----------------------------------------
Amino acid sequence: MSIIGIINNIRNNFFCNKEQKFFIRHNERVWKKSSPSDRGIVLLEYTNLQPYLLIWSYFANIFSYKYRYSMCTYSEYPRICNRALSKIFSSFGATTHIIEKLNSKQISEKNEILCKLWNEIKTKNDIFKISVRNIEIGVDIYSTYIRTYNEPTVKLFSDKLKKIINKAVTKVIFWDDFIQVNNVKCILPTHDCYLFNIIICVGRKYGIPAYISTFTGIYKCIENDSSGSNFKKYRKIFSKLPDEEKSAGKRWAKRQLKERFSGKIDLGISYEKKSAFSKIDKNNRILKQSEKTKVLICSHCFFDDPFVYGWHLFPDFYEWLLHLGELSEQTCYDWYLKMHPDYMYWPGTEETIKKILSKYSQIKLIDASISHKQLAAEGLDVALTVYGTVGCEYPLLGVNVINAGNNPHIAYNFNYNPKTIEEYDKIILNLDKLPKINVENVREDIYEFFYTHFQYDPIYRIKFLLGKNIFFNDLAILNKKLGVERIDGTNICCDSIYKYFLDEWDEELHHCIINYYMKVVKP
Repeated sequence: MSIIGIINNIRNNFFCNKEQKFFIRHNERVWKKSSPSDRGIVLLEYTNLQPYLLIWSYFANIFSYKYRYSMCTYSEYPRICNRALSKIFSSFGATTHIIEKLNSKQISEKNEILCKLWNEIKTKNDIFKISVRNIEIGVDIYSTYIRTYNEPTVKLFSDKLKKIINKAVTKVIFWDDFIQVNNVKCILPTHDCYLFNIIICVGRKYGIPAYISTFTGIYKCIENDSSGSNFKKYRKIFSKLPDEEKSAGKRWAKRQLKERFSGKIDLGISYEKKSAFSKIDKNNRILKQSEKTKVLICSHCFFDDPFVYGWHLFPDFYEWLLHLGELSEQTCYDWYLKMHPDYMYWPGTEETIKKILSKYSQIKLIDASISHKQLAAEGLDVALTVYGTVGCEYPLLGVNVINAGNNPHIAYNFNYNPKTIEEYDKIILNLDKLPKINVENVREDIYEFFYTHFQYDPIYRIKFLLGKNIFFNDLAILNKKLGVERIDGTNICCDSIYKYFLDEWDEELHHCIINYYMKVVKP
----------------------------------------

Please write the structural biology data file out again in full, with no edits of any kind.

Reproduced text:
Amino acid sequence: MSIIGIINNIRNNFFCNKEQKFFIRHNERVWKKSSPSDRGIVLLEYTNLQPYLLIWSYFANIFSYKYRYSMCTYSEYPRICNRALSKIFSSFGATTHIIEKLNSKQISEKNEILCKLWNEIKTKNDIFKISVRNIEIGVDIYSTYIRTYNEPTVKLFSDKLKKIINKAVTKVIFWDDFIQVNNVKCILPTHDCYLFNIIICVGRKYGIPAYISTFTGIYKCIENDSSGSNFKKYRKIFSKLPDEEKSAGKRWAKRQLKERFSGKIDLGISYEKKSAFSKIDKNNRILKQSEKTKVLICSHCFFDDPFVYGWHLFPDFYEWLLHLGELSEQTCYDWYLKMHPDYMYWPGTEETIKKILSKYSQIKLIDASISHKQLAAEGLDVALTVYGTVGCEYPLLGVNVINAGNNPHIAYNFNYNPKTIEEYDKIILNLDKLPKINVENVREDIYEFFYTHFQYDPIYRIKFLLGKNIFFNDLAILNKKLGVERIDGTNICCDSIYKYFLDEWDEELHHCIINYYMKVVKP
Repeated sequence: MSIIGIINNIRNNFFCNKEQKFFIRHNERVWKKSSPSDRGIVLLEYTNLQPYLLIWSYFANIFSYKYRYSMCTYSEYPRICNRALSKIFSSFGATTHIIEKLNSKQISEKNEILCKLWNEIKTKNDIFKISVRNIEIGVDIYSTYIRTYNEPTVKLFSDKLKKIINKAVTKVIFWDDFIQVNNVKCILPTHDCYLFNIIICVGRKYGIPAYISTFTGIYKCIENDSSGSNFKKYRKIFSKLPDEEKSAGKRWAKRQLKERFSGKIDLGISYEKKSAFSKIDKNNRILKQSEKTKVLICSHCFFDDPFVYGWHLFPDFYEWLLHLGELSEQTCYDWYLKMHPDYMYWPGTEETIKKILSKYSQIKLIDASISHKQLAAEGLDVALTVYGTVGCEYPLLGVNVINAGNNPHIAYNFNYNPKTIEEYDKIILNLDKLPKINVENVREDIYEFFYTHFQYDPIYRIKFLLGKNIFFNDLAILNKKLGVERIDGTNICCDSIYKYFLDEWDEELHHCIINYYMKVVKP